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BUSINESS FOCUS &LTBR>IN SLOVAKIA SOME RECORDS OF PROPERTY OWNERSHIP ARE A CENTURY OUT OF DATE

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SLOVAKIA has taken the obligation to make its land market transparent and fully functional by the end of 2005. To succeed, the country needs to update its information on original landowners and record all the changes that have taken place over the past half-century.

SLOVAKIA has taken the obligation to make its land market transparent and fully functional by the end of 2005. To succeed, the country needs to update its information on original landowners and record all the changes that have taken place over the past half-century.

However, experts are concerned that missing data and a lack of finances, along with legislation loopholes and the disinterest of citizens, has been decelerating the process.

The financially underfed National Office for Cadastre, Geodesy, and Cartography (UGKK) will most probably not be able to finish updating the land register before 2023, says an official report on the progress of the project.

"It is true that work on updating the information on the country's original land owners is delayed. However, the Agriculture Ministry is doing the work in cooperation with the cadastre office and it has already completed all the necessary tasks. There are some delays, though, on the part of the cadastre office," Katarína Czajlíková, spokeswoman for the Ministry of Agriculture, told The Slovak Spectator.

Historically, the state kept records of real estate on Slovakia's territory in the form of land registers and cadastre. However, there are land registers in which the last record was inscribed over 100 years ago.

Extremely fractured land ownership makes this task even more difficult. According to data from 1993, the average land in rural areas covers 0.45 hectares and belongs to 12 to 15 co-owners, wrote the financial daily Hospodárske noviny.

"Creating good conditions for the market means recording the latest data on the owners of original lands and providing that information through the cadastre's information system," director of the UGKK's cadastre department Matej Bada told the daily.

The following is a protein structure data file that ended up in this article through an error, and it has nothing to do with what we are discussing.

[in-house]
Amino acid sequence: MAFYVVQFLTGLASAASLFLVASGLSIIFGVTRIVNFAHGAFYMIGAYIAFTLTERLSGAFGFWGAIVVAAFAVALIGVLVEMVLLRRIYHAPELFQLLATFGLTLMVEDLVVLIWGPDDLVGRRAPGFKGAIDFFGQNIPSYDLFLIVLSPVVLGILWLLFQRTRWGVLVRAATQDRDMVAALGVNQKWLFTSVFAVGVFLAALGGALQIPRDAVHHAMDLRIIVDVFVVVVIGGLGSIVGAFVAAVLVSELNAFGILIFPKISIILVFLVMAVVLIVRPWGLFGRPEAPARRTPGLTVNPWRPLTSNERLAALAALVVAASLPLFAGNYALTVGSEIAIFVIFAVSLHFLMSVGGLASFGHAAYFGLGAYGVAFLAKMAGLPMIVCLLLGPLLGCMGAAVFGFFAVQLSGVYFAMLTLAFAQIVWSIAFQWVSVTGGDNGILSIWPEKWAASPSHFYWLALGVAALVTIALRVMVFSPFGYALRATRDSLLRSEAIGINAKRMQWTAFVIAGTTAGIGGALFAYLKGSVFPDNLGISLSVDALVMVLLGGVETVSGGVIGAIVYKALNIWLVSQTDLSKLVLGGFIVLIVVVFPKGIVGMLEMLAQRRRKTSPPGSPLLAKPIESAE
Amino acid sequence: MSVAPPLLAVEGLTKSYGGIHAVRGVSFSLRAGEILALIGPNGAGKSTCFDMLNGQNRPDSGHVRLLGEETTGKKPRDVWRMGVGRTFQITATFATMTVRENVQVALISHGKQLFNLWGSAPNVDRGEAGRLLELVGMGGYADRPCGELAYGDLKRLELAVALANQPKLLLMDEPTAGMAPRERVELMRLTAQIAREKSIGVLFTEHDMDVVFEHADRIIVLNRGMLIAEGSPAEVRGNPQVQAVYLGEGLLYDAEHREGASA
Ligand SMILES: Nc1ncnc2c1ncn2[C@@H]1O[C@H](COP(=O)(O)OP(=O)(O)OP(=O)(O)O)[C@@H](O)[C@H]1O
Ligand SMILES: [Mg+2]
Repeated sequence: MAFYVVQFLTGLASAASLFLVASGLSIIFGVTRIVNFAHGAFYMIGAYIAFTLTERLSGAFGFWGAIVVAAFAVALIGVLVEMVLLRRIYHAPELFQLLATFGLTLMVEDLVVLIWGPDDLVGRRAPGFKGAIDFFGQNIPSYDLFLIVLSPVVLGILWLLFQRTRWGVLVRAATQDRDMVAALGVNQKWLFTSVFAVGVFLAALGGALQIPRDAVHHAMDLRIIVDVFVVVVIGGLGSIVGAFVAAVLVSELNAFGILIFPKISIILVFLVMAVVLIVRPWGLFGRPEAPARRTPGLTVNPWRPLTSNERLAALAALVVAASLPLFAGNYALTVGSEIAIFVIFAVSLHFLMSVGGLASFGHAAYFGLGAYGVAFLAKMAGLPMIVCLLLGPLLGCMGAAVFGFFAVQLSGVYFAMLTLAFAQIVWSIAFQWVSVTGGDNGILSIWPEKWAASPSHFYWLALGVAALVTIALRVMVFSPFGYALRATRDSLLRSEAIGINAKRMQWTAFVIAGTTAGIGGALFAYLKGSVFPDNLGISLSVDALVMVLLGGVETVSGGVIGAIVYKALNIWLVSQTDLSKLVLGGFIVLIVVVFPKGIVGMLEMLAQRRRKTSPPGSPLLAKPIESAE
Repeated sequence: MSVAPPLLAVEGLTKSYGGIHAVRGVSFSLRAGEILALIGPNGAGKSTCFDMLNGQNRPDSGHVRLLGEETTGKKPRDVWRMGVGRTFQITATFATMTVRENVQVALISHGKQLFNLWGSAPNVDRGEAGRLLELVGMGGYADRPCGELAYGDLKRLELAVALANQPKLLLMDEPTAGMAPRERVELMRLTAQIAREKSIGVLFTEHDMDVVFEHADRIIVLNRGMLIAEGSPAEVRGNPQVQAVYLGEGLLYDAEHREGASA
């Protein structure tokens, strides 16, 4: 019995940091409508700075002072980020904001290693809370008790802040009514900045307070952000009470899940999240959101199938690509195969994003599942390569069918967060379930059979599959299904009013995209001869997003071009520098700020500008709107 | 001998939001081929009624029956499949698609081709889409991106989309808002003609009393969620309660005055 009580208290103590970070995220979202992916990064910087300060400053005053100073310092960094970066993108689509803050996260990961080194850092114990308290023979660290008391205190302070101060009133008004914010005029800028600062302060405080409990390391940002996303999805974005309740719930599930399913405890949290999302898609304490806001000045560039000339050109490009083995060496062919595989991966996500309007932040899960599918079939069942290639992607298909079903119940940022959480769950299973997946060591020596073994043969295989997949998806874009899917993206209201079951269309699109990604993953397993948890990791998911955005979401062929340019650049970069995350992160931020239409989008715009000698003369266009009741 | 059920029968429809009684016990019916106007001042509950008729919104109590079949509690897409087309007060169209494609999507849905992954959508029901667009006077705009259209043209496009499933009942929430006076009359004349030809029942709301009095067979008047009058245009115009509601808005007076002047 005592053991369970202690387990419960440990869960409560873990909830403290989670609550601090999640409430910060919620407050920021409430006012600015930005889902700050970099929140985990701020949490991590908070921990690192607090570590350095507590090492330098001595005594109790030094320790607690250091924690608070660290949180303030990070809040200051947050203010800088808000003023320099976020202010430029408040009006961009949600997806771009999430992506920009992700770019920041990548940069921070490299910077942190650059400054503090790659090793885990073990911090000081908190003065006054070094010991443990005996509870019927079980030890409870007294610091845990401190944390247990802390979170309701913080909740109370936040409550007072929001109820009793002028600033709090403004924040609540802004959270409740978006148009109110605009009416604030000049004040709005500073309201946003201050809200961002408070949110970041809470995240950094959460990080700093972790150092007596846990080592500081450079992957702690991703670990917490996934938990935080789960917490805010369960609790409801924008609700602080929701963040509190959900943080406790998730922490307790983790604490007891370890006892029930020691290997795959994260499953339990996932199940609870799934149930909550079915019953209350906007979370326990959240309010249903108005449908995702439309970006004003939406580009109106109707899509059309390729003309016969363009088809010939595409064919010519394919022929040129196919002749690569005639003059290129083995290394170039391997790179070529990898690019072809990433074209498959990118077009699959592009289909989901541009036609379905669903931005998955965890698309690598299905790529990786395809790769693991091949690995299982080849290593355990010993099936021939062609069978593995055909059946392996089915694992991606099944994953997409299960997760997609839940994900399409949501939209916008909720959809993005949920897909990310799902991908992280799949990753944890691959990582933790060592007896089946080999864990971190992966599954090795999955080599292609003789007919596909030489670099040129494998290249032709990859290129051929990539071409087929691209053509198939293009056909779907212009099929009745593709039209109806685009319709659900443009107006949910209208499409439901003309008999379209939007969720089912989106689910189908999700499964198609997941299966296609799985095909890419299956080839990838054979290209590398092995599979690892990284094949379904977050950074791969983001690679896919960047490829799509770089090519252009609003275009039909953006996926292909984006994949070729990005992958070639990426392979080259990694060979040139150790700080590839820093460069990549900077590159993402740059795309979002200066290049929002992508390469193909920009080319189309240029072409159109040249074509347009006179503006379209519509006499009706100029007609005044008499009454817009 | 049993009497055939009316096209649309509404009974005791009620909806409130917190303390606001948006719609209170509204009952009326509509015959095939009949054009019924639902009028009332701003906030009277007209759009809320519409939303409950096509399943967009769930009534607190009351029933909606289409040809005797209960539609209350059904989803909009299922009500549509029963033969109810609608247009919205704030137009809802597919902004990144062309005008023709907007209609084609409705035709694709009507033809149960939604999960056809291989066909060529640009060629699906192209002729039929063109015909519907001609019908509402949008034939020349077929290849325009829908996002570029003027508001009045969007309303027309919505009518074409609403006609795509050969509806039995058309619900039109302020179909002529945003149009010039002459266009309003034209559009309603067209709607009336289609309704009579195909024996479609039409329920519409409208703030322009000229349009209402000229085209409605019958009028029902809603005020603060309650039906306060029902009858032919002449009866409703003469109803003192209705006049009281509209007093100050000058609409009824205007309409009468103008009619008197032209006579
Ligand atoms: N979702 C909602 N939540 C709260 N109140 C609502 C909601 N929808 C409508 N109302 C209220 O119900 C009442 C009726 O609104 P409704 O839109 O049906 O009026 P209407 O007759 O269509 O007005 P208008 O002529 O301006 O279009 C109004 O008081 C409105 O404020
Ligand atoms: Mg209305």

However, the land register has not been seriously updated since 1950, which means that new owners and heirs have often not been recorded.

The Agriculture Ministry and the UGKK started the land ownership update based on a 1995 law. However, their progress greatly depends on the availability of state funds.

The ministry's vision is to address landowners in Slovakia and request that they identify the original land that they owned before confiscations by the communist regime.

The updated register, along with the new register of Slovakia's inhabitants, will make up the core of the new state information system, the news wire SITA wrote.

Officials confirmed in mid December that an internet website with information from the Slovak cadastre would be created in February 2004. The database of information about real estate owners in Slovakia is expected to be available for free in its initial stages. Later, fees will be imposed for access to the data.

Andrej Votiško from the cadastre office said to the Slovak daily SME on December 18 that "the exact price list will be known at the start of the year."

The operation of the cadastre database should be similar to that of the business register, which is already in use and accessible on the internet. However, information from the database will not be valid as a legal document.

Pavol Kvarda from the cartography office explained that the internet information source is just the start of the office's online cadastre. He predicts that, within a few years, even property registration could take place online. That, however, depends on "the technical realisation of electronic signature."

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